like school choice, which i think is the civil rights issue of the next generation, but you know, school choice, what it's fundamentally about is bringing competition to improve public schools and providing hope and opportunity for kids that are trapped and being denied a fair shot at the american dream. whether it's something like social security, personal accounts, which as much as republicans love to put on our green eyeshades and talk about solvency, far more important is the ability of those at the bottom of the economic ladder to accumulate resources and assets that they can use to pass on to their kids and grandkids to buy a home, to start a business, to get an education. whether it is taxes and regulation. let me give a perfect example. one of the best slogans that came out of this last campaign was "you built that." and it was in response to barack obama's terrible but revealing comment, "you didn't build that, you didn't build that small business." that was one of the best moments of the last campaign. but i wish we'd taken a different tack on it because that was a slog
close to the public hospital. on the 50th anniversary of the 50th -- on 50 the anniversary of the civil rights act. -- on the anniversary of thcivil rights act. on a closing note, just a report came out that the state about alma -- of alabama has revised -- if you just paid an expert -- if you would just play an exit of the governor. guest: a couple of things he mentioned. one is the challenge that local governments have. when you look ahead, now the state to coming out of the recession, one of the things they are still dealing with our problems at the local level. states often have to step in when local governments have financial problems. in pennsylvania, michigan, rhode island, the problems of local governments are the problems of state officials. host: we have not heard yet from the governor of alabama for the state of state address that will be coming in a couple of weeks. caller: as we all know, big money from a deep pocket contributors really controls the congress in washington. whether it is the republican house or democratic senate. in my opinion it also controls the white hous
and poverty every much as civil rights. but in this speech this president addressed militarism, beautifully, and we believe in enduring security and peace does not mean perpetual war. he spoke about poverty beautifully without ever actually using the word, but talking about we are not a nation of takers, and the fact that he would use the word stone wall and he wasn't referring to a dead general, i was floored. i feel comfortable saying that i think dr. king would have been very proud and impressed with today's speech. >> jennifer: i'm glad to here that. totally agree. we're going to take a break and bring you more analysis of the krer moanny. [ rosa ] i'm rosa and i quit smoking with chantix. when the doctor told me that i could smoke for the first week... i'm like...yeah, ok... little did i know that one week later i wasn't smoking. [ male announcer ] along with support, chantix is proven to help people quit smoking. it reduces the urge to smoke. some people had changes in behavior, thinking or mood, hostility, agitation, depressed mood and suicidal thoughts or actions while taking or aft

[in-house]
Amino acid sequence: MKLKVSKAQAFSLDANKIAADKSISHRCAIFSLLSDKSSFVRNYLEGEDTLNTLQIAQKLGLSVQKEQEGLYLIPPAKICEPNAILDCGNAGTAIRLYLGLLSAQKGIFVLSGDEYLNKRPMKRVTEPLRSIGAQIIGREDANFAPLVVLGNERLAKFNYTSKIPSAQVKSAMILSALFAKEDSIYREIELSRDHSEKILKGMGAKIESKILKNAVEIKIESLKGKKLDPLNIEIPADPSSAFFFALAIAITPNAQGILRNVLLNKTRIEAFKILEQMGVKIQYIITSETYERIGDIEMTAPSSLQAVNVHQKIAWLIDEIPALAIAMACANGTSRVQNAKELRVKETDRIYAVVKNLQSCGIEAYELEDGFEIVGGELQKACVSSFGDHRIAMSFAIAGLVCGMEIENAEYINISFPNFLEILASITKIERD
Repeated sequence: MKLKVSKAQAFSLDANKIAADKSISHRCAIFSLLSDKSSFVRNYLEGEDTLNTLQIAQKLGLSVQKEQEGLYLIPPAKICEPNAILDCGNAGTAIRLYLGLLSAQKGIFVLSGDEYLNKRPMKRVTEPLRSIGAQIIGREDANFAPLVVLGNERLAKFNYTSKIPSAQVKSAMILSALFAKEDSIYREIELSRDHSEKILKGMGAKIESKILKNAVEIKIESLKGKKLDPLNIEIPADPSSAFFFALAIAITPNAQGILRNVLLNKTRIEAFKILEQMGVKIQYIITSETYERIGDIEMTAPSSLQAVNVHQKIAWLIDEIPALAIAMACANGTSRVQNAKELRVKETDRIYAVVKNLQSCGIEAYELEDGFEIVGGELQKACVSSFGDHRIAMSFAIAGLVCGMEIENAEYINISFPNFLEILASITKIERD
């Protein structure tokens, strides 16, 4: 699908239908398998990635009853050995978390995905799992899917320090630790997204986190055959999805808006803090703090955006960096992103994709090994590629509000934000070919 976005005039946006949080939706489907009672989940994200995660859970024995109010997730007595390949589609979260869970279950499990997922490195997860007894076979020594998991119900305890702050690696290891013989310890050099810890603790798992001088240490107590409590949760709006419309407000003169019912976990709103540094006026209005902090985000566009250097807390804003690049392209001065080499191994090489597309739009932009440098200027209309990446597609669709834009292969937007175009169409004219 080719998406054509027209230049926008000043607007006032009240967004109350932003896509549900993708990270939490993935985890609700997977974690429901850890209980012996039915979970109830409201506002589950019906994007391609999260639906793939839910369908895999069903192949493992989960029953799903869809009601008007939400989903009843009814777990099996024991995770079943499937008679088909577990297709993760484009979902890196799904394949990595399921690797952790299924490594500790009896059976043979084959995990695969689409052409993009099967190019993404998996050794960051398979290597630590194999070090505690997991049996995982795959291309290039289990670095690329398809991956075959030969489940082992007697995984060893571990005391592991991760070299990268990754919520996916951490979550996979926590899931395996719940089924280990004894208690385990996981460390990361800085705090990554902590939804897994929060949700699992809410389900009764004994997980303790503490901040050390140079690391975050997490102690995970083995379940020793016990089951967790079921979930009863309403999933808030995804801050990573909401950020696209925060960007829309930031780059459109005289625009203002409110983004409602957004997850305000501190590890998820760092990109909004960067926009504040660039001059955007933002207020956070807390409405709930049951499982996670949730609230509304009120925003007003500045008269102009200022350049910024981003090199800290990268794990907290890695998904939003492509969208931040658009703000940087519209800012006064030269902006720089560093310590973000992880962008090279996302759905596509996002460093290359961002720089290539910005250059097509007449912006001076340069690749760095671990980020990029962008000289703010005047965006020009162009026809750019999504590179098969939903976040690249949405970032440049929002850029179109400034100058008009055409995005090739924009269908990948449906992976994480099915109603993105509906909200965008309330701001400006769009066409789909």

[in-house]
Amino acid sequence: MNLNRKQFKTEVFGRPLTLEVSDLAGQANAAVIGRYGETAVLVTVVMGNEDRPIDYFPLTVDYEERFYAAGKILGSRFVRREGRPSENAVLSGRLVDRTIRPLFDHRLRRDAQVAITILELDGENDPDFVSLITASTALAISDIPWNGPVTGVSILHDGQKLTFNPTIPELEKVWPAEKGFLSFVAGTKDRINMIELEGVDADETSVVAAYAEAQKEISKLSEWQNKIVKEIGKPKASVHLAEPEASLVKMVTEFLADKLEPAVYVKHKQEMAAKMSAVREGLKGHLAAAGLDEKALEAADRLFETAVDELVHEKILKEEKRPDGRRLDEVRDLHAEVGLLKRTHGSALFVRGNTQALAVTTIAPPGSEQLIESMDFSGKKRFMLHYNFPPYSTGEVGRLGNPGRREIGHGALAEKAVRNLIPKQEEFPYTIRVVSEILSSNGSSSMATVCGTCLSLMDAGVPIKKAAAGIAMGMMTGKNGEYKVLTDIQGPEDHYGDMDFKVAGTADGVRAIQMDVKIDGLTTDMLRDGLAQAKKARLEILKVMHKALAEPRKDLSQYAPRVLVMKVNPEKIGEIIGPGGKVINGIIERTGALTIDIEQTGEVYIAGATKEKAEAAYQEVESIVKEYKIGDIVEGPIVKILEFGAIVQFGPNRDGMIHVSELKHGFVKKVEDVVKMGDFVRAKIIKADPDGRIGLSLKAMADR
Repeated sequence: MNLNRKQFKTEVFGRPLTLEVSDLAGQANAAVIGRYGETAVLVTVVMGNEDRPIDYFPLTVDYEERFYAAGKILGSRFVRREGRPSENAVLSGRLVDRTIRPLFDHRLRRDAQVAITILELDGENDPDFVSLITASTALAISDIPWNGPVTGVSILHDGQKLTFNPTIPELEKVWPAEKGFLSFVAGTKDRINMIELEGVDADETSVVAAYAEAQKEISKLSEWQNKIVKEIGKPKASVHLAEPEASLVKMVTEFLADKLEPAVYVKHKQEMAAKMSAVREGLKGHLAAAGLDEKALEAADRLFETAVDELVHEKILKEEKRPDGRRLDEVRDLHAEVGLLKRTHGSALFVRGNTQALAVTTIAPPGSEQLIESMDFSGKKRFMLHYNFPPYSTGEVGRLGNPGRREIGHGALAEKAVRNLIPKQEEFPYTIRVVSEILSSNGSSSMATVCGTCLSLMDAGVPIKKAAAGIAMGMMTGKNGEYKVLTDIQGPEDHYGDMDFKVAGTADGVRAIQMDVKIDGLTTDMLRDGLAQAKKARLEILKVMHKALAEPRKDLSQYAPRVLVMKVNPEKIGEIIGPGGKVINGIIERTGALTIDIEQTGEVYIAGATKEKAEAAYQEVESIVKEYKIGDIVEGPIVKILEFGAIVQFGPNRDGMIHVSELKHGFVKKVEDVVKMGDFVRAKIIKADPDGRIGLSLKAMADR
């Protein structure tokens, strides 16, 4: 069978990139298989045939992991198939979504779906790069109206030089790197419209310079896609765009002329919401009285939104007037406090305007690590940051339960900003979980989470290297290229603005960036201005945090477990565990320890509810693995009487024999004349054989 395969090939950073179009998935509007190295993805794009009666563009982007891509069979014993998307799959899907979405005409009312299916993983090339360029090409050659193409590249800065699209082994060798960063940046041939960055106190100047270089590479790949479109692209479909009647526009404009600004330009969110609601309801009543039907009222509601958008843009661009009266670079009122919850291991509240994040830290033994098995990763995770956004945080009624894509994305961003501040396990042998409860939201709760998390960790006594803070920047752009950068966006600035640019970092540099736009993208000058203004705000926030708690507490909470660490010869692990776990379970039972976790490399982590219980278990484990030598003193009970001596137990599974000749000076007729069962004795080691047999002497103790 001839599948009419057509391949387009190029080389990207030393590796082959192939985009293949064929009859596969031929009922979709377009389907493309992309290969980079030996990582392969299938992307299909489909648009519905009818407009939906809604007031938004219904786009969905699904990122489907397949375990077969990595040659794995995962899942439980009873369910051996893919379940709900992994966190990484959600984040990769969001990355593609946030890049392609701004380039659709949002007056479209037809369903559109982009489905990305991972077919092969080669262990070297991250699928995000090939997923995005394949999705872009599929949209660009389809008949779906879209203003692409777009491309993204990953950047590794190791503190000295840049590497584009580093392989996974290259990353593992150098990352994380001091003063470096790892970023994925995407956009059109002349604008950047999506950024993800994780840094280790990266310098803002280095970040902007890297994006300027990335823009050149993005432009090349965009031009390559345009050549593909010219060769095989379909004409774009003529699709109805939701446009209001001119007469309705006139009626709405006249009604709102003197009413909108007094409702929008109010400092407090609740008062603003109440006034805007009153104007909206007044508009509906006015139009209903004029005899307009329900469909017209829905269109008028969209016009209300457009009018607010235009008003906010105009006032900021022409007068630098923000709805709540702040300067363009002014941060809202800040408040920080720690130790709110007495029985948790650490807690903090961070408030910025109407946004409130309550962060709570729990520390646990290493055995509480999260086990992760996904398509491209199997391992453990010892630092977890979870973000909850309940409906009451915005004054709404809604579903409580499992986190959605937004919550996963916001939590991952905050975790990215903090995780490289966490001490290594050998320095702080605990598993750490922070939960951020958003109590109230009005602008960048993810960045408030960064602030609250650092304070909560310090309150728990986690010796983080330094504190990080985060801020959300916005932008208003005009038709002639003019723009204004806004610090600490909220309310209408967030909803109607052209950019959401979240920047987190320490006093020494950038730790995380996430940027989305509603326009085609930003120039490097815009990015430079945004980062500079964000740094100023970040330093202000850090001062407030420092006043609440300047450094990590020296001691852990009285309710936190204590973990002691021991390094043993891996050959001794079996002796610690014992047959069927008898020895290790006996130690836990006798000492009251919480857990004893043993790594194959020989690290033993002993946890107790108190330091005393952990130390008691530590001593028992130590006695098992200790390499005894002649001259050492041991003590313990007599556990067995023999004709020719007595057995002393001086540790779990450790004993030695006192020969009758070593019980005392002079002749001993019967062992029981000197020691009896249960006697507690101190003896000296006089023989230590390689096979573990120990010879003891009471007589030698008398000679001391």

mom to my right is mahassan and my mom to the right is my birth mother, and basically i support civil unions. nobody can't ever tell me that i can't have two mothers because i really do. >> this probably would never have happened 10 or 15 years ago, david zirin. you know that. why is it now that athletes are taking more political issues? >> on this issue in particular it's a great example because to me it's the whole real world sports world dynamic and yes, it's definitely true, the real world over here and the sports world over here, but this moat that separates the two, people are starting to build bridges and in the last five years there's been a national movement state by state for lbgt rights and for marriage equality. and athletes, as one athlete said to me, i quote him in the book. he said, look, it's not like we live on planet jock and only come down here to play games and also not like we watch our own msnbc. you know, that's just for athletes. you know, we're part of this world, too, and when you have more and more athletes who have connections to the lbgt community and a mo
Search Results 0 to 21 of about 22 (some duplicates have been removed)